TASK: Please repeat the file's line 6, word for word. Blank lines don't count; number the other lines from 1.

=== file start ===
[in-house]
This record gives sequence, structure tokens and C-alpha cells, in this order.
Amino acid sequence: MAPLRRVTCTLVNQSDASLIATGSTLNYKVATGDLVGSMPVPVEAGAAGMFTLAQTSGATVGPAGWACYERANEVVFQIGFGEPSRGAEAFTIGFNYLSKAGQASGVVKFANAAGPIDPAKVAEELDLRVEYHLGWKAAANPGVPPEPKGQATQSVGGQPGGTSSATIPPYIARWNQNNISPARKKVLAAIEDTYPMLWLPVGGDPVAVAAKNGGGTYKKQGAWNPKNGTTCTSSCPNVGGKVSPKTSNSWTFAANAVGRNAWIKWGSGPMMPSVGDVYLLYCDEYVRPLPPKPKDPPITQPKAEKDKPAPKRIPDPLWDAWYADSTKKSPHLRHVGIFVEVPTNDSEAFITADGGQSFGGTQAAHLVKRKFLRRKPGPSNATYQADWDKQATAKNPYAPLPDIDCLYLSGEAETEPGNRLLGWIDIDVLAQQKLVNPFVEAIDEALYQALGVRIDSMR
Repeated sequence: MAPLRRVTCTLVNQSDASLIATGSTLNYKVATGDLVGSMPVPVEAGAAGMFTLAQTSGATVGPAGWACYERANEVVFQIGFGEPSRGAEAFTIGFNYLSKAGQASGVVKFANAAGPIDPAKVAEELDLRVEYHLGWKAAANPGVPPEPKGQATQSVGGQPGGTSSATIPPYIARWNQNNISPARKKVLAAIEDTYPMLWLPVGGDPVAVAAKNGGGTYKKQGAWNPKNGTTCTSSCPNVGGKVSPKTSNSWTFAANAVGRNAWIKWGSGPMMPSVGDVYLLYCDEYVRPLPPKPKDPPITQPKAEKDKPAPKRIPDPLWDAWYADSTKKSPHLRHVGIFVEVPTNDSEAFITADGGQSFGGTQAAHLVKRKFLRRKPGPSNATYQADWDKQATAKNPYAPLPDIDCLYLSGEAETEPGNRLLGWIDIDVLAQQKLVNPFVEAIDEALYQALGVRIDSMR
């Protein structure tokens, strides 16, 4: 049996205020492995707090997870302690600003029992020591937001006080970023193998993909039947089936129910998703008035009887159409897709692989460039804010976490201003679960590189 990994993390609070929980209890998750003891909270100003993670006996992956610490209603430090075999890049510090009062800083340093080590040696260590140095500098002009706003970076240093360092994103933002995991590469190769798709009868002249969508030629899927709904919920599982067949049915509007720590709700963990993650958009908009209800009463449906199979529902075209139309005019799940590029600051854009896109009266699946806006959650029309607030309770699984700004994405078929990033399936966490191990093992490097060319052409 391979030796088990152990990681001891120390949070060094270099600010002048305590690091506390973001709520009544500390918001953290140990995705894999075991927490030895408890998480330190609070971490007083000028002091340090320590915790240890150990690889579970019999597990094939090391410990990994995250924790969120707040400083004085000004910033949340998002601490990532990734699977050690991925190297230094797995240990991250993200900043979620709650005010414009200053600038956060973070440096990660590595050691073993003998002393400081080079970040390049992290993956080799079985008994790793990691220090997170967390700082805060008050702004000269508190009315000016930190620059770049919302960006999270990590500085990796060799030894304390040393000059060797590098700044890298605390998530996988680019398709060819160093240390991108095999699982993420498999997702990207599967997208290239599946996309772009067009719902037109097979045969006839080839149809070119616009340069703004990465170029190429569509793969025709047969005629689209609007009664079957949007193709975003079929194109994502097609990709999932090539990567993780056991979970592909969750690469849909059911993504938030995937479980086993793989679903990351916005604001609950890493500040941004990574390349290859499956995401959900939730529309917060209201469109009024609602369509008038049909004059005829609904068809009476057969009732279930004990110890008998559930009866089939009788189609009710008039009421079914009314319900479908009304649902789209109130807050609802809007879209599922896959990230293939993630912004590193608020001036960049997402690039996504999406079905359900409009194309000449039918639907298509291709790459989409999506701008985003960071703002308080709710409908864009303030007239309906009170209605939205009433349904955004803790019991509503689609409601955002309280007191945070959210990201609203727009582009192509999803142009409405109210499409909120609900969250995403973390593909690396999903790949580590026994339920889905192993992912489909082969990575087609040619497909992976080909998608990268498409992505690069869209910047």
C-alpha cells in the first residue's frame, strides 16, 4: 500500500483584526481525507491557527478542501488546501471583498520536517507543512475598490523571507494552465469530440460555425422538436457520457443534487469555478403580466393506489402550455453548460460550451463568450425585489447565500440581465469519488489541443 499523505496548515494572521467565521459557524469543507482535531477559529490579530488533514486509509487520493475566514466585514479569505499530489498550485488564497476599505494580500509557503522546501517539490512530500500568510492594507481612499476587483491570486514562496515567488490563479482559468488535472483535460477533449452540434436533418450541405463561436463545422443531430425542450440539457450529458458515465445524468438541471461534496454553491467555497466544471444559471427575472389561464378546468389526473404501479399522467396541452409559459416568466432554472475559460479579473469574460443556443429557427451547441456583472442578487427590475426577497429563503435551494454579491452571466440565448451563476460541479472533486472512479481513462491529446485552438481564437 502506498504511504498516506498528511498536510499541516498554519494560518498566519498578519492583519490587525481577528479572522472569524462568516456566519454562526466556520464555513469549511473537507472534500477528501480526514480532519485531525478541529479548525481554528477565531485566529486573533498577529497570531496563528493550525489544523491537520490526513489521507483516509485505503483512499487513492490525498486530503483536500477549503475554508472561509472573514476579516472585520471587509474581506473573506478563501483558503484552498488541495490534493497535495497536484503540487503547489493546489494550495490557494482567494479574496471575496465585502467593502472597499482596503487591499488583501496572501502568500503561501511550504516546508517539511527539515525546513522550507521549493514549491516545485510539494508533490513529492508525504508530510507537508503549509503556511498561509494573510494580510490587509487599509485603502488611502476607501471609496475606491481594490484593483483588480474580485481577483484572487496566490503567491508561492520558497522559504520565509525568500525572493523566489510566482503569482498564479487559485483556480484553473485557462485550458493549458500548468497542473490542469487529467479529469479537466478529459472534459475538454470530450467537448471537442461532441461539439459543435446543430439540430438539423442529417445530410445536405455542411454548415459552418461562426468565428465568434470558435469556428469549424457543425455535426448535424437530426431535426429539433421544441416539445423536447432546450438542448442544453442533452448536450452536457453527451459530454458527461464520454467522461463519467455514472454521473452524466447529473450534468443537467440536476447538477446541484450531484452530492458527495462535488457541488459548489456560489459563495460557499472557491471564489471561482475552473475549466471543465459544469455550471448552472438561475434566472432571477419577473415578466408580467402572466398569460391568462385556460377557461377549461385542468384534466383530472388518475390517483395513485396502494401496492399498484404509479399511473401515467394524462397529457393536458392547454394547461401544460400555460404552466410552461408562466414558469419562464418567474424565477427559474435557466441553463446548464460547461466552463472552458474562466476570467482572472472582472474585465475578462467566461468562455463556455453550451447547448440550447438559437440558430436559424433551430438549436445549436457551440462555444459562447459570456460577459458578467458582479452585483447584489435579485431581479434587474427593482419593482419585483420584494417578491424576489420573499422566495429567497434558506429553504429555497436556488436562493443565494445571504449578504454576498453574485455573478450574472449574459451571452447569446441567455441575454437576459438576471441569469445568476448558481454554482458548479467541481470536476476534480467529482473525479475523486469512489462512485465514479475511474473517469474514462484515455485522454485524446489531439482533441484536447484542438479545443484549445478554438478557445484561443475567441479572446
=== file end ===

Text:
C-alpha cells in the first residue's frame, strides 16, 4: 500500500483584526481525507491557527478542501488546501471583498520536517507543512475598490523571507494552465469530440460555425422538436457520457443534487469555478403580466393506489402550455453548460460550451463568450425585489447565500440581465469519488489541443 499523505496548515494572521467565521459557524469543507482535531477559529490579530488533514486509509487520493475566514466585514479569505499530489498550485488564497476599505494580500509557503522546501517539490512530500500568510492594507481612499476587483491570486514562496515567488490563479482559468488535472483535460477533449452540434436533418450541405463561436463545422443531430425542450440539457450529458458515465445524468438541471461534496454553491467555497466544471444559471427575472389561464378546468389526473404501479399522467396541452409559459416568466432554472475559460479579473469574460443556443429557427451547441456583472442578487427590475426577497429563503435551494454579491452571466440565448451563476460541479472533486472512479481513462491529446485552438481564437 502506498504511504498516506498528511498536510499541516498554519494560518498566519498578519492583519490587525481577528479572522472569524462568516456566519454562526466556520464555513469549511473537507472534500477528501480526514480532519485531525478541529479548525481554528477565531485566529486573533498577529497570531496563528493550525489544523491537520490526513489521507483516509485505503483512499487513492490525498486530503483536500477549503475554508472561509472573514476579516472585520471587509474581506473573506478563501483558503484552498488541495490534493497535495497536484503540487503547489493546489494550495490557494482567494479574496471575496465585502467593502472597499482596503487591499488583501496572501502568500503561501511550504516546508517539511527539515525546513522550507521549493514549491516545485510539494508533490513529492508525504508530510507537508503549509503556511498561509494573510494580510490587509487599509485603502488611502476607501471609496475606491481594490484593483483588480474580485481577483484572487496566490503567491508561492520558497522559504520565509525568500525572493523566489510566482503569482498564479487559485483556480484553473485557462485550458493549458500548468497542473490542469487529467479529469479537466478529459472534459475538454470530450467537448471537442461532441461539439459543435446543430439540430438539423442529417445530410445536405455542411454548415459552418461562426468565428465568434470558435469556428469549424457543425455535426448535424437530426431535426429539433421544441416539445423536447432546450438542448442544453442533452448536450452536457453527451459530454458527461464520454467522461463519467455514472454521473452524466447529473450534468443537467440536476447538477446541484450531484452530492458527495462535488457541488459548489456560489459563495460557499472557491471564489471561482475552473475549466471543465459544469455550471448552472438561475434566472432571477419577473415578466408580467402572466398569460391568462385556460377557461377549461385542468384534466383530472388518475390517483395513485396502494401496492399498484404509479399511473401515467394524462397529457393536458392547454394547461401544460400555460404552466410552461408562466414558469419562464418567474424565477427559474435557466441553463446548464460547461466552463472552458474562466476570467482572472472582472474585465475578462467566461468562455463556455453550451447547448440550447438559437440558430436559424433551430438549436445549436457551440462555444459562447459570456460577459458578467458582479452585483447584489435579485431581479434587474427593482419593482419585483420584494417578491424576489420573499422566495429567497434558506429553504429555497436556488436562493443565494445571504449578504454576498453574485455573478450574472449574459451571452447569446441567455441575454437576459438576471441569469445568476448558481454554482458548479467541481470536476476534480467529482473525479475523486469512489462512485465514479475511474473517469474514462484515455485522454485524446489531439482533441484536447484542438479545443484549445478554438478557445484561443475567441479572446